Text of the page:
Random quote of the day:

“I always pass on good advice. It is the only thing to do with it. It is never of any use to oneself.”

—Oscar Wilde, An Ideal Husband


Disclaimer: The views expressed in this random quote of the day do not necessarily reflect the views of the poster, her immediate family, Siegfried and Roy, Leonard Maltin, or the Mormon Tabernacle Choir. They do, however, sometimes reflect the views of the Cottingley Fairies.

Dear Sir:

Your blog giving advice on doing quality self-publishing is riddled with careless typos. This does not inspire confidence. Yours, PJ

Dear Madam:

Your failure to distinguish between a Viking boat & a pirate ship when discussing cover art does not inspire confidence. Yours, PJ

Dear Madam:

Your blithe suggestions on how to squeeze more time out of a busy life for writing has PRIVILEGE scrawled all over it. No confidence. Yours, PJ

And that’s about all the writing/indy publishing blogging advice I can stomach for one day. Why did I inflict this upon myself in the first place? Clearly, I’m a masochist. Oh, I think maybe I’ll learn something that will revolutionize my life, get my creative life back on track and running smoothly. But no. There isn’t anything in any of these blogs that couldn’t be figured out by a half-witted horse with dyspepsia.

They are all written with such twerpy exuberance, too—the exuberance of those who have spent little time in the salt mines, whose biggest challenge in life balance seems to be choosing between watching TV with the wubs vs. social networking vs. actual writing.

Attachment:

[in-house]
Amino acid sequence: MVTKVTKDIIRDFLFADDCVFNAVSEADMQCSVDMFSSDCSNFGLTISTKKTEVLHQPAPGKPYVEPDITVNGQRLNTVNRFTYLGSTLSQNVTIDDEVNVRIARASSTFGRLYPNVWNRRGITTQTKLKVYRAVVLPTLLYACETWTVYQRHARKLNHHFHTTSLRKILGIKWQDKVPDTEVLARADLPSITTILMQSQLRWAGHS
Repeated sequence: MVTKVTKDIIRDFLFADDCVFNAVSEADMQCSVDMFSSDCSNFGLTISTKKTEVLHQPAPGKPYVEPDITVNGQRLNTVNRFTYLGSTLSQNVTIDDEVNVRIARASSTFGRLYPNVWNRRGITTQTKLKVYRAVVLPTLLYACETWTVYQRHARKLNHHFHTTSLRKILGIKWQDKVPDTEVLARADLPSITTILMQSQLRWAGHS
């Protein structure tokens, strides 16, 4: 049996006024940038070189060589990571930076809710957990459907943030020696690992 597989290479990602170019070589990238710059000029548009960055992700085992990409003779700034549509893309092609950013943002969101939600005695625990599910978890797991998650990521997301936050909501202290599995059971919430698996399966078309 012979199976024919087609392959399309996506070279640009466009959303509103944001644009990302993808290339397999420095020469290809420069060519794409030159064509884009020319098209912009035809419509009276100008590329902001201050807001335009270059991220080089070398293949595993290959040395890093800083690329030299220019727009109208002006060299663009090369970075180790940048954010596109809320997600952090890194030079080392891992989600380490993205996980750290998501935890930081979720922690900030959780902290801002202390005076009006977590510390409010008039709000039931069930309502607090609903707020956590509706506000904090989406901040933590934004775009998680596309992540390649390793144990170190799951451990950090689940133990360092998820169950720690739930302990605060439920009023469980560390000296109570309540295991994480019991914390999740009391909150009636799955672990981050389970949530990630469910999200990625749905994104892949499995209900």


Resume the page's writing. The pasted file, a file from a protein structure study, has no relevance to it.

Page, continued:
I try hard not to think in terms of moral superiority—my reality vs. your networking reality—because as the old saying goes, “Everyone’s bag of stones weighs heavy to them.” But there’s generally an undertone of moral superiority running through these blogs, too. Sometimes not an undertone, but an overt and snot-nosed tone, if you want to know the truth. It’s hard not to get all morally-superioritying back at them.

Yet still these blogs are passed back and forth between hopefuls as if there’s some talismanic magic attached to them. The sad truth is that most seem more about having a platform for selling books than genuinely trying to help anyone. But I open each new one with hope, cynicism firmly suppressed because…well, I would like a little talismanic magic right about now. Maybe there will be some golden piece of wisdom my gassy, half-witted horse hasn’t already shared with me.

You see, I really am a masochist. Bring on the leather, the whips and chains!

ETA: There is actually quite a bit of really good advice out there, too, but wading through the self-involved claptrap to get to it can be quite discouraging.

Sometimes, for your own sanity, you have to stop reading “How To” articles and blogs and go away somewhere else in your mind for awhile. Really. Stop reading. Save yourselves. You can always pick them up again in a week or a month or a year. You won’t miss anything of importance. It will all be recycled endlessly again and again and again.

This is somewhat related to today’s quote of the day.